This thesis concerns nitrification in different environments. Nitrification is a biochemical reaction of ammonium into nitrite and further nitrate. In drinking water distribution systems (DWDSs), nitrite formed in nitrification can be problematic because it is potentially harmful to humans. On the other hand, in wastewater treatment plants (WWTPs), nitrification is utilized in biological ammonium removal from wastewater. This thesis concerns the spatial and seasonal inspection of nitrite formation in full-scale DWDSs. In DWDSs, nitrite is formed by an added disinfection chemical, monochloramine, or ammonium in the raw water. Furthermore, this thesis inspects nitrification in relation to organic matter, in both WWTPs and in laboratory-scale simulated distribution systems (SDSs). The spatial analysis of water quality revealed that nitrite was forming rapidly after leaving the water treatment plant (WTP) in the DWDSs. The nitrite concentrations tended to be low in stagnating water. The normal low dose of monochloramine (0.35–0.4 mgCl2 L-1) was not high enough to prevent nitrite formation; however, it limited the maximum nitrite concentrations. Nitrite concentrations exhibited seasonal peaks either in the warm season or cold season, or there was no observable seasonal peak. The key drivers causing seasonality were water temperature and water age. The nitrite peaks in the cold season were caused by the decelerated ammonium oxidation. The dominant reaction at low water ages was ammonium oxidation into nitrite; and at high water ages, it was nitrite oxidation into nitrate. These results emphasize comprehensive and year-round nitrite monitoring in the DWDSs. In wastewater treatment, ammonium removal via nitrification was unexpectedly enhanced when the soluble organic matter concentrations were increased with pre-fermentation, retrofitted in a previously used pre-sedimentation basin. However, upon closer inspection, it was revealed that the organic load into the nitrification basin was reduced in the pre-fermentation line by the preceding denitrification and biological phosphorus removal, compared to the pre-sedimentation line. In non-disinfected conditions of tap water, decreasing the natural organic matter (NOM) in the water (TOC 1.0 mg L-1) prevented nitrite formation in SDSs, compared to unreduced NOM (TOC 1.6 mg L-1). When the results were interpreted with a pseudo first order reaction rate model, it was observed that the decreased nitrite concentrations were a result of enhanced nitrite oxidation. The maximum nitrite concentrations were strongly dependent on the ratio of the ammonium and nitrite oxidation activities. This study supports enhanced removal of NOM at the WTPs to also decrease the potentially harmful nitrite concentrations. The results the thesis provide more possibilities to control nitrification in DWDSs and at WWTPs.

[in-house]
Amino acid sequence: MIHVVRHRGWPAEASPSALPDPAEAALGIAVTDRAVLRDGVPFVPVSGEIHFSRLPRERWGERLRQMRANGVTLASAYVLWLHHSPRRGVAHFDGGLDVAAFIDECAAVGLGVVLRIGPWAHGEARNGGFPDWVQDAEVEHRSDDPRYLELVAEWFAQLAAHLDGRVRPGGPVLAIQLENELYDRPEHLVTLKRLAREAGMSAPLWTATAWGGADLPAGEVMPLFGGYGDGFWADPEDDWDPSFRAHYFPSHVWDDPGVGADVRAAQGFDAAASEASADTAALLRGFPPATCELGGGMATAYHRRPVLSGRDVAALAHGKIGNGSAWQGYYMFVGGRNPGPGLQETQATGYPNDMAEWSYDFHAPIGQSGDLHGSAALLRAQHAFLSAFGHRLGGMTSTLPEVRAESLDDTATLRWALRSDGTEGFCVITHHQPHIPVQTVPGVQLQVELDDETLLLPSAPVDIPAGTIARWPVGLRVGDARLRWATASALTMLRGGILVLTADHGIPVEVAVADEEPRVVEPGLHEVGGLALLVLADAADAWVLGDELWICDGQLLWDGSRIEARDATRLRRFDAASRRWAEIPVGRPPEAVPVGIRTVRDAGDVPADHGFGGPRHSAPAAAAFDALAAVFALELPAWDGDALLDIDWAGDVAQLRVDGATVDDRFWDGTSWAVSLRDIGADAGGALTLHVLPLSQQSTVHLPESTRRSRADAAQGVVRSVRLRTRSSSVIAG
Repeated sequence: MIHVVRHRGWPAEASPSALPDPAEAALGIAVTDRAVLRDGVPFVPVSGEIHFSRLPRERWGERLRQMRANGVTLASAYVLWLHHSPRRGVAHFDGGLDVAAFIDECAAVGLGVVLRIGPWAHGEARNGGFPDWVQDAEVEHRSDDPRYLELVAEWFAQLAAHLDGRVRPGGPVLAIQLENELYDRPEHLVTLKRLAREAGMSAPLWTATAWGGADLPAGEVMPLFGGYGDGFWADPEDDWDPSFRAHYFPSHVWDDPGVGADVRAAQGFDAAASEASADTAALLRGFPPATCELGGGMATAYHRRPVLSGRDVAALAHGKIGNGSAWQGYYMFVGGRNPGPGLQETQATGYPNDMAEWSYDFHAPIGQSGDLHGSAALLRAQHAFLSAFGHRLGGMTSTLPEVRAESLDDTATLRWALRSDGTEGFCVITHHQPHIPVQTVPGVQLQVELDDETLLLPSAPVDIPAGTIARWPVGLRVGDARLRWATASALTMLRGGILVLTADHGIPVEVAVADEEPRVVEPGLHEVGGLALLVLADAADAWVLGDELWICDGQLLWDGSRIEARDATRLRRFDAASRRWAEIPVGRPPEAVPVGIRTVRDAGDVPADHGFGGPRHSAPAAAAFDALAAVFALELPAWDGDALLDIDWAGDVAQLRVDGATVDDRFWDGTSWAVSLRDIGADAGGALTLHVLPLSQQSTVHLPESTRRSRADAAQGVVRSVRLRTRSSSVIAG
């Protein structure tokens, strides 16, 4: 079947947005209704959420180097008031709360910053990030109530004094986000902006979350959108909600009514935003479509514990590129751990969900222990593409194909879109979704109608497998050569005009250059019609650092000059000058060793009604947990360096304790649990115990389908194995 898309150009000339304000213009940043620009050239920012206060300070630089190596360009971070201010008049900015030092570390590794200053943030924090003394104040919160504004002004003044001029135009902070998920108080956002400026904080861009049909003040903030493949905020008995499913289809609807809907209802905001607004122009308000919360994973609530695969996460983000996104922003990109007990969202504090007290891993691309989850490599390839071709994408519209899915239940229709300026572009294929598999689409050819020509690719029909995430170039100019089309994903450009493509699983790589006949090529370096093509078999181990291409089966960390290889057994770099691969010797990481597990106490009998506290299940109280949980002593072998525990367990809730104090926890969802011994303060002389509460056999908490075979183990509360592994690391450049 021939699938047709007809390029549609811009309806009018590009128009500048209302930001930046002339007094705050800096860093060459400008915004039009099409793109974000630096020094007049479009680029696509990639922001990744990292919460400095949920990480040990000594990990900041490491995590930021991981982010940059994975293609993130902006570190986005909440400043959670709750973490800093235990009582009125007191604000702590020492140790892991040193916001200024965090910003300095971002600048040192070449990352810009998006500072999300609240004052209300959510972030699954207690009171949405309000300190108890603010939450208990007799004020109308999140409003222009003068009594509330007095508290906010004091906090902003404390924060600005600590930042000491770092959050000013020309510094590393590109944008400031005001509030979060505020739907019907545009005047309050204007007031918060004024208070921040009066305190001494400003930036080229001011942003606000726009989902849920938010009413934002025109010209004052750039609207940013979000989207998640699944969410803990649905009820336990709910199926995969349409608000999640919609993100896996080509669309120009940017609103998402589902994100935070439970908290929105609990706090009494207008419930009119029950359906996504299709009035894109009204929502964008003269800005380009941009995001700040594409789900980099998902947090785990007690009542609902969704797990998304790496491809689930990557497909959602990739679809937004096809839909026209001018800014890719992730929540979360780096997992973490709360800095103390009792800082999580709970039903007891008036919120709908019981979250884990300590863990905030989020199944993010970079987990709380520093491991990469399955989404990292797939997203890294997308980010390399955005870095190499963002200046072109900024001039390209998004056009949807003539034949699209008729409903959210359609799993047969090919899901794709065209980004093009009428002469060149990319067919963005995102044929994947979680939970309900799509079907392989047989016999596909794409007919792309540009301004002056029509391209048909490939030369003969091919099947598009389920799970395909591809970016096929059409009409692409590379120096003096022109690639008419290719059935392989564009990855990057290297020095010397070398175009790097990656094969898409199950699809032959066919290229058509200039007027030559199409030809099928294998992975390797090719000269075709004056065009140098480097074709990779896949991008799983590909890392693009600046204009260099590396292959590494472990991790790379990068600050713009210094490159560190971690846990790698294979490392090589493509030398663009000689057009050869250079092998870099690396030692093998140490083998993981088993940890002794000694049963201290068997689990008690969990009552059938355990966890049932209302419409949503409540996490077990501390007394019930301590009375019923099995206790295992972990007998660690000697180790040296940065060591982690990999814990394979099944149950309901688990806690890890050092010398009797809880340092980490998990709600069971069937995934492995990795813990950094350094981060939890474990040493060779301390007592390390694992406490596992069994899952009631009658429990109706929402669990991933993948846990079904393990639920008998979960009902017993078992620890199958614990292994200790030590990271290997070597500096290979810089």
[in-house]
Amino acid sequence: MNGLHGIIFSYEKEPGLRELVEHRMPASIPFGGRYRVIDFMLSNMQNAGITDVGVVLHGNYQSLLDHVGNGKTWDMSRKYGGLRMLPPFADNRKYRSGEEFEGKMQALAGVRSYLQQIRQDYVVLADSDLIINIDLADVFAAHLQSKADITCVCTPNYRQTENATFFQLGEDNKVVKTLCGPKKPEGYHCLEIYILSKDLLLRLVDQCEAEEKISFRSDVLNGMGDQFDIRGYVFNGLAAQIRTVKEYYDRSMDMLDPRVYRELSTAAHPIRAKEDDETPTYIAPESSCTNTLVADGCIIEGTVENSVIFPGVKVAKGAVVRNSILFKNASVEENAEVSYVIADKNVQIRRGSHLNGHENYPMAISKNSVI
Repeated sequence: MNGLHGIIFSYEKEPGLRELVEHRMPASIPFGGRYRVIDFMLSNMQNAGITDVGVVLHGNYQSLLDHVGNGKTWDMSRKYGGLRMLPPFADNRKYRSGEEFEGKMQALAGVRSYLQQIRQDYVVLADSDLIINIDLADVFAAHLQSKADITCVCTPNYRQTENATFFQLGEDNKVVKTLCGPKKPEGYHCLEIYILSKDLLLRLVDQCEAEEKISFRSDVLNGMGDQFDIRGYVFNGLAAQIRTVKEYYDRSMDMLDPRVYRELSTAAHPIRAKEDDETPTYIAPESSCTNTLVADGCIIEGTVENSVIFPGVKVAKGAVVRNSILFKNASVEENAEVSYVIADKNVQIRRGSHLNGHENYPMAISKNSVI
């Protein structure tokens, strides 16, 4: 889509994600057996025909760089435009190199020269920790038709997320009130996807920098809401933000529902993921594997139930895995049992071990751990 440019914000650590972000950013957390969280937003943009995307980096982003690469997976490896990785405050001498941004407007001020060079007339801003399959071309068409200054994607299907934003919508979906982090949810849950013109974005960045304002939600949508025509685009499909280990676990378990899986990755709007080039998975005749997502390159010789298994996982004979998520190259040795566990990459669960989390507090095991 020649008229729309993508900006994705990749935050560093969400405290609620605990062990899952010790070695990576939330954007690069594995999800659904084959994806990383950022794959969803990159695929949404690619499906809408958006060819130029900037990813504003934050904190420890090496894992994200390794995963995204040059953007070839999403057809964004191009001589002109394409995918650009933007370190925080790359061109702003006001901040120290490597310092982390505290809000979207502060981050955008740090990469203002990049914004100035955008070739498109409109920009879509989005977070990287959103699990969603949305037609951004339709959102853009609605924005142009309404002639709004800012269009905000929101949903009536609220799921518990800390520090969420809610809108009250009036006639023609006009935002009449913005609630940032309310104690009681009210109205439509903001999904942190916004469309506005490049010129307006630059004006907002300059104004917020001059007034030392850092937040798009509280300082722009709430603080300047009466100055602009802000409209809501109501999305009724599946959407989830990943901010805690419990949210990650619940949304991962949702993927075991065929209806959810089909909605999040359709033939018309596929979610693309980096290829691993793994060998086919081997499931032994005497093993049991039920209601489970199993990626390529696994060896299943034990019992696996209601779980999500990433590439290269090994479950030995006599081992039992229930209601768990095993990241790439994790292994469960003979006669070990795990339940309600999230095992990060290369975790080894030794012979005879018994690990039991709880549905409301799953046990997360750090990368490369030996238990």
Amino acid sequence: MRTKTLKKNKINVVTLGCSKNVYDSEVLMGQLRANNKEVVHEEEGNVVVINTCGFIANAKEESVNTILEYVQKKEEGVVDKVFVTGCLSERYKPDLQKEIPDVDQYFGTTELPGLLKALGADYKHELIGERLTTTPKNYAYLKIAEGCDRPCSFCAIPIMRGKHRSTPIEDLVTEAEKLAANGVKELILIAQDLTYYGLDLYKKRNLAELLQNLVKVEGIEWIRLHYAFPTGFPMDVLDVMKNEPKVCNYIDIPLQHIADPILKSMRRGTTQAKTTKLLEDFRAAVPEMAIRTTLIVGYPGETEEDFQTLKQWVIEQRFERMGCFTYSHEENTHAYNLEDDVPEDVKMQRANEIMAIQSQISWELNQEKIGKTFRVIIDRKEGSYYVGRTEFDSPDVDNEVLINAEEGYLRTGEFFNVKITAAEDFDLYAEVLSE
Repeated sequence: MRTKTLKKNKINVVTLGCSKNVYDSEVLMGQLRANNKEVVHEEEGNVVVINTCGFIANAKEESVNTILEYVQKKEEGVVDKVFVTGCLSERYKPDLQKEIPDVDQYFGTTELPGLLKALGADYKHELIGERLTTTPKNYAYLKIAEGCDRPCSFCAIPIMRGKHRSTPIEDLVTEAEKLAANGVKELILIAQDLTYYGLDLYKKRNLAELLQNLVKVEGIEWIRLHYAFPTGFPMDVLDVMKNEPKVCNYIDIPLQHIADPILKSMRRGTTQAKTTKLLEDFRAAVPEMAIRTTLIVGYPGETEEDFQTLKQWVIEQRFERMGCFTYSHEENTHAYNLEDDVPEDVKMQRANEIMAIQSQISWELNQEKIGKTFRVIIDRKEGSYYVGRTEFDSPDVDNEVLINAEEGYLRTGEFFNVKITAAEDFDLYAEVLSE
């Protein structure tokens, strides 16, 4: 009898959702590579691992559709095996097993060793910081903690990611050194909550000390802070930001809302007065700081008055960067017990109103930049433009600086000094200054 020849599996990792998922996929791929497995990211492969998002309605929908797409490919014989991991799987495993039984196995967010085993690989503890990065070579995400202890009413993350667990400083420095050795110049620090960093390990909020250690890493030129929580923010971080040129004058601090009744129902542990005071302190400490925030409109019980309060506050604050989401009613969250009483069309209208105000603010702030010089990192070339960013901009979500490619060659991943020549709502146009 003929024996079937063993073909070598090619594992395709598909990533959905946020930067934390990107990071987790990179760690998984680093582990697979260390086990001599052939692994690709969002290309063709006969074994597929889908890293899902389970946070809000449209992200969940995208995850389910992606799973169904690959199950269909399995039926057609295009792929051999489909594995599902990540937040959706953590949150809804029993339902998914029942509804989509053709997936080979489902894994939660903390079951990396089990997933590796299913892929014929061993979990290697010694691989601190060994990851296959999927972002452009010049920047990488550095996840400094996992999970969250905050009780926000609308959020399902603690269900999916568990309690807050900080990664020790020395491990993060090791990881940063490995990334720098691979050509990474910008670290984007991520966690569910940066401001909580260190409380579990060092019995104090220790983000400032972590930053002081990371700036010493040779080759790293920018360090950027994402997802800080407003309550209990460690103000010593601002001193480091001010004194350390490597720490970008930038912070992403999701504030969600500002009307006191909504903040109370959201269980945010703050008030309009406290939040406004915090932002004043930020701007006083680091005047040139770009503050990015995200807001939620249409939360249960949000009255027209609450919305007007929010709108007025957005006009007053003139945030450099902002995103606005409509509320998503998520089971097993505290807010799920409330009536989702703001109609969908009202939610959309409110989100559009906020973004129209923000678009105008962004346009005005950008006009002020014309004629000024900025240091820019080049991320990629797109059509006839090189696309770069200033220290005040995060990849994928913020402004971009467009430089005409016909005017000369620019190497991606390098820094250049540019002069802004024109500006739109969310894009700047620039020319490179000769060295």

|Translated title of the contribution||Nitrifikaatio talousveden jakelussa ja jäteveden puhdistuksessa – Syyt, seuraukset ja orgaanisen aineen vaikutus|
|Publication status||Published - 2020|
|MoE publication type||G5 Doctoral dissertation (article)|
- drinking water distribution
- wastewater treatment